A number of track plans have been drawn up over the past few years, taking into account the very small area that I have at my disposal. The bare necessities of the layout are to allow enough shunting manoeuvres to maintain operational interest, whilst also showing off my kit-built, scratch-built and RTR-converted stock to good effect. I also wanted a minimum number of scenic features, allowing me to build a few interesting African buildings and the odd armoured fighting vehicle.




Despite the scenic section only being 6ft long, there is plenty going on with this rough impression of my ‘Desert Layout’s' track plan.


Some form of run-round loop will be required, with an adequate headshunt to accommodate a suitably modified 8F 2-8-0, which will be the longest form of motive power envisaged. Additionally, a hidden fiddle yard/traverse must also be incorporated. With all this in mind, the plan is growing from its original minimum space idea to a more complex undertaking.


Another diversion from the initial plan was the move towards finescale track. Initially, I intended to use up my stocks of code 100 track and turnouts that I’ve been carrying around with me for years. The nature of the real desert railway meant that the tracks were partially covered in sand and earth and I’d assumed that this would detract from the overscale appearance of the rails.



Plenty of time has been spent planning the track layout, beginning with a number of sketches in a notepad. Once I had a basic idea of what it was that I wanted, the next step was to draw it out full size on a length of scrap wallpaper. Peco’s full size facsimiles of track and pointwork have been used to check that everything will fit.


Having converted this little Lima 0-4-0 into a freelance WD loco of US origin (for MR133), I’ve recently obtained another donor model to form a second member of the fleet.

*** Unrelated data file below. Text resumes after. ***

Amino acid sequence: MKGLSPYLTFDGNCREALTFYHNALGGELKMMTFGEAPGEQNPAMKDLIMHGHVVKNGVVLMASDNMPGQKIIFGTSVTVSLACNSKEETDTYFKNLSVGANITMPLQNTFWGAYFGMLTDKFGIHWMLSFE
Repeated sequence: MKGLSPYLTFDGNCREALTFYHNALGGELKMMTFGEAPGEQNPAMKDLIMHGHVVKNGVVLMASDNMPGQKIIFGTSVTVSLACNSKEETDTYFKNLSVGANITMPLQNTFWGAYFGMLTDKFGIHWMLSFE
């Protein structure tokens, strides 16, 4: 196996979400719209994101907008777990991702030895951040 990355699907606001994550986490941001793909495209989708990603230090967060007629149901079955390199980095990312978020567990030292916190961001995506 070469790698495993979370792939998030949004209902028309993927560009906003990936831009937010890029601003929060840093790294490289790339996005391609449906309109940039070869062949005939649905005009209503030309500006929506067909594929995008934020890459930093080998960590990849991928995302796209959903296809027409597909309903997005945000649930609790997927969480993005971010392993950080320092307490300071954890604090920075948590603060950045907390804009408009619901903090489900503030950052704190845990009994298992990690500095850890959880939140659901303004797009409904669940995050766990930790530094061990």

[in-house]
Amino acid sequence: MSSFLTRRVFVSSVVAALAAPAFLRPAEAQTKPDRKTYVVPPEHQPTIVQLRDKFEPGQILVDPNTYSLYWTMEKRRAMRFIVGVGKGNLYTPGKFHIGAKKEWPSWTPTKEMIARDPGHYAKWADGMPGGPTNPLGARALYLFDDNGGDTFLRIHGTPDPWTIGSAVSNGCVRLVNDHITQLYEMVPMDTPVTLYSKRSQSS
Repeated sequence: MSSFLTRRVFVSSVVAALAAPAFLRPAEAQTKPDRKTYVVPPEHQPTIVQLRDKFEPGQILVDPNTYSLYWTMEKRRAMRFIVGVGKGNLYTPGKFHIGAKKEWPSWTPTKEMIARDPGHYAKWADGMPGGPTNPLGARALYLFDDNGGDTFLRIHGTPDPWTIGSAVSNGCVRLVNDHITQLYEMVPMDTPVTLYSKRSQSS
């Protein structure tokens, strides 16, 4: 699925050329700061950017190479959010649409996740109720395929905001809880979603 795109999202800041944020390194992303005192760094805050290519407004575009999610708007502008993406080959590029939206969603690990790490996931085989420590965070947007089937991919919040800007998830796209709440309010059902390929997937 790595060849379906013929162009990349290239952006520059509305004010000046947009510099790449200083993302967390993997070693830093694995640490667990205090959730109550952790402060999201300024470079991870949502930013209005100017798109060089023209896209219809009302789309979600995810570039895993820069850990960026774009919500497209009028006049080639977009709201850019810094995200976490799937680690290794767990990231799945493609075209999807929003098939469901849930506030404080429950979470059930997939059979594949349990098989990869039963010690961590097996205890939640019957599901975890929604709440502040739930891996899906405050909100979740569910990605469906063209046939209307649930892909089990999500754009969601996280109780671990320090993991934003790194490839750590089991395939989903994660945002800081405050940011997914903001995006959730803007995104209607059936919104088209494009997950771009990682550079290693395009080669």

A small diorama was built to trial this track and various sands and ballasts, to gauge how the real layout would look. However, the large Code100 rails still looked a bit coarse to me, especially as the rolling stock is being built to a finer spec. So, Code 75 it will be!


As this layout idea is a little out of the ordinary, I’ve been faced with having to experiment with various materials in order to create believable scenery. The diorama featured in these photographs was built in order to trial some of these products and processes. On the whole, I’m pleased with the results although I will have to keep the sand clear of the running rails and point blades. The fine abrasive particles could prove damaging to the locomotives’ moving parts.

Some widely available scenic products have been utilised on this mini 'test diorama', including packs of cork bark and chippings from the Hornby range and tubs of ‘desert sand’ from Games Workshop. Perhaps the biggest resource that I’ve used, however, is fine, kiln-dried sand, left over from various plastering jobs about the house.




The Peco Code100 track has been succesfully disguised with the sand and 'ballast', but the width of the rail heads still give it away. I think I'm going to opt for Code75 instead, although I may build another test diorama to make sure the finer metals don't disappear beneath the sand!

Friday, 12 November 2010

Desert Wagon Progress




Having only just started to recover from a particularly nasty dose of flu, today has seen me ease myself gently back into modelling. Having received a lovely new compressor for review, I set up my mini spray booth in the dining room and painted and weathered a few wagon projects that have been in primer for some time. It also helped that Mrs D has been away, so I didn’t have to worry about any ‘change of use’ issues for the dining table and it was certainly a warmer environment than my shed, especially with the wild weather we’ve had in the past 24 hours.